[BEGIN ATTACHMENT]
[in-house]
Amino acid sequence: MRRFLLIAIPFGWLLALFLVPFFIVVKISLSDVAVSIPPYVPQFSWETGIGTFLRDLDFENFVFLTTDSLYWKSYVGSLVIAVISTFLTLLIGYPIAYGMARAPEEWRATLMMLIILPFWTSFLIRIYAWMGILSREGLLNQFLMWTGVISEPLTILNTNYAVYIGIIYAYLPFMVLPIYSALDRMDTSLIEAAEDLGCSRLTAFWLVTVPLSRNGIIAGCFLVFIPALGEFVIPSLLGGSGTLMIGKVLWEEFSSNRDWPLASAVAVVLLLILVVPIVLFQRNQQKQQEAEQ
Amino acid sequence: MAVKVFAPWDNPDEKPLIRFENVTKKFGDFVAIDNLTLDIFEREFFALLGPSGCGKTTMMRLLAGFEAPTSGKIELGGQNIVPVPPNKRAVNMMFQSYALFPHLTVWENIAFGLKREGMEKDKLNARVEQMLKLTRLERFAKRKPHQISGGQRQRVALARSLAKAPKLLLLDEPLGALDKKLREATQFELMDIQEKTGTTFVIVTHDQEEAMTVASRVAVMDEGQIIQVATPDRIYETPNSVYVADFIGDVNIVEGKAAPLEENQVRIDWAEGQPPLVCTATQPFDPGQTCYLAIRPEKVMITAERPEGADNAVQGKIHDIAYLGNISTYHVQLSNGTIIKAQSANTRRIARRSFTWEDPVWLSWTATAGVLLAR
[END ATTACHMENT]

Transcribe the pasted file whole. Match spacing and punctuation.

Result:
[in-house]
Amino acid sequence: MRRFLLIAIPFGWLLALFLVPFFIVVKISLSDVAVSIPPYVPQFSWETGIGTFLRDLDFENFVFLTTDSLYWKSYVGSLVIAVISTFLTLLIGYPIAYGMARAPEEWRATLMMLIILPFWTSFLIRIYAWMGILSREGLLNQFLMWTGVISEPLTILNTNYAVYIGIIYAYLPFMVLPIYSALDRMDTSLIEAAEDLGCSRLTAFWLVTVPLSRNGIIAGCFLVFIPALGEFVIPSLLGGSGTLMIGKVLWEEFSSNRDWPLASAVAVVLLLILVVPIVLFQRNQQKQQEAEQ
Amino acid sequence: MAVKVFAPWDNPDEKPLIRFENVTKKFGDFVAIDNLTLDIFEREFFALLGPSGCGKTTMMRLLAGFEAPTSGKIELGGQNIVPVPPNKRAVNMMFQSYALFPHLTVWENIAFGLKREGMEKDKLNARVEQMLKLTRLERFAKRKPHQISGGQRQRVALARSLAKAPKLLLLDEPLGALDKKLREATQFELMDIQEKTGTTFVIVTHDQEEAMTVASRVAVMDEGQIIQVATPDRIYETPNSVYVADFIGDVNIVEGKAAPLEENQVRIDWAEGQPPLVCTATQPFDPGQTCYLAIRPEKVMITAERPEGADNAVQGKIHDIAYLGNISTYHVQLSNGTIIKAQSANTRRIARRSFTWEDPVWLSWTATAGVLLAR